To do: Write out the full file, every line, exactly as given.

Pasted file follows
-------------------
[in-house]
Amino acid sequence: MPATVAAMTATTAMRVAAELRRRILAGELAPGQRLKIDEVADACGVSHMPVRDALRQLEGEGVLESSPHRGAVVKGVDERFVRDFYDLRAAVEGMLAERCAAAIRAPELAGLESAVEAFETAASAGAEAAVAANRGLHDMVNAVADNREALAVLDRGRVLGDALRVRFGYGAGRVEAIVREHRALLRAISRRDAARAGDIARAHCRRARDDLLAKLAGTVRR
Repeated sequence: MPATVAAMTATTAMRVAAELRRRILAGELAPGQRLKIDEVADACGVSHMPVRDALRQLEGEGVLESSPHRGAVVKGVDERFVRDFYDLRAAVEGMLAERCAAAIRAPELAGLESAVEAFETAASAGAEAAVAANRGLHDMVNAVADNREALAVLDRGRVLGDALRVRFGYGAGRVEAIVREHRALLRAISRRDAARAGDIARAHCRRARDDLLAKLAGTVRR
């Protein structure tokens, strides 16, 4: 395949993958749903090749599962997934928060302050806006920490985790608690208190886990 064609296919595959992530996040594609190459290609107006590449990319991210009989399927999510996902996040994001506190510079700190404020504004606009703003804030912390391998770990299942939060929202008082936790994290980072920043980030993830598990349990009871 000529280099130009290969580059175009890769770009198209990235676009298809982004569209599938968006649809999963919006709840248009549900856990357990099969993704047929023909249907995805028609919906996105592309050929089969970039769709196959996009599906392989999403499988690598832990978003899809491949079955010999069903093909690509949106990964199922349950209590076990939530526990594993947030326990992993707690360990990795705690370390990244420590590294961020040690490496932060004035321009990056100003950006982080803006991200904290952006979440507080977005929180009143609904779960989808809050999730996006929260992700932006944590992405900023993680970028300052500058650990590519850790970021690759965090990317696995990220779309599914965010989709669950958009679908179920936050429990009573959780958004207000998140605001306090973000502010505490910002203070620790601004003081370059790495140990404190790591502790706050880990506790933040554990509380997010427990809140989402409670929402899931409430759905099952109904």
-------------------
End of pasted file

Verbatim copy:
[in-house]
Amino acid sequence: MPATVAAMTATTAMRVAAELRRRILAGELAPGQRLKIDEVADACGVSHMPVRDALRQLEGEGVLESSPHRGAVVKGVDERFVRDFYDLRAAVEGMLAERCAAAIRAPELAGLESAVEAFETAASAGAEAAVAANRGLHDMVNAVADNREALAVLDRGRVLGDALRVRFGYGAGRVEAIVREHRALLRAISRRDAARAGDIARAHCRRARDDLLAKLAGTVRR
Repeated sequence: MPATVAAMTATTAMRVAAELRRRILAGELAPGQRLKIDEVADACGVSHMPVRDALRQLEGEGVLESSPHRGAVVKGVDERFVRDFYDLRAAVEGMLAERCAAAIRAPELAGLESAVEAFETAASAGAEAAVAANRGLHDMVNAVADNREALAVLDRGRVLGDALRVRFGYGAGRVEAIVREHRALLRAISRRDAARAGDIARAHCRRARDDLLAKLAGTVRR
């Protein structure tokens, strides 16, 4: 395949993958749903090749599962997934928060302050806006920490985790608690208190886990 064609296919595959992530996040594609190459290609107006590449990319991210009989399927999510996902996040994001506190510079700190404020504004606009703003804030912390391998770990299942939060929202008082936790994290980072920043980030993830598990349990009871 000529280099130009290969580059175009890769770009198209990235676009298809982004569209599938968006649809999963919006709840248009549900856990357990099969993704047929023909249907995805028609919906996105592309050929089969970039769709196959996009599906392989999403499988690598832990978003899809491949079955010999069903093909690509949106990964199922349950209590076990939530526990594993947030326990992993707690360990990795705690370390990244420590590294961020040690490496932060004035321009990056100003950006982080803006991200904290952006979440507080977005929180009143609904779960989808809050999730996006929260992700932006944590992405900023993680970028300052500058650990590519850790970021690759965090990317696995990220779309599914965010989709669950958009679908179920936050429990009573959780958004207000998140605001306090973000502010505490910002203070620790601004003081370059790495140990404190790591502790706050880990506790933040554990509380997010427990809140989402409670929402899931409430759905099952109904």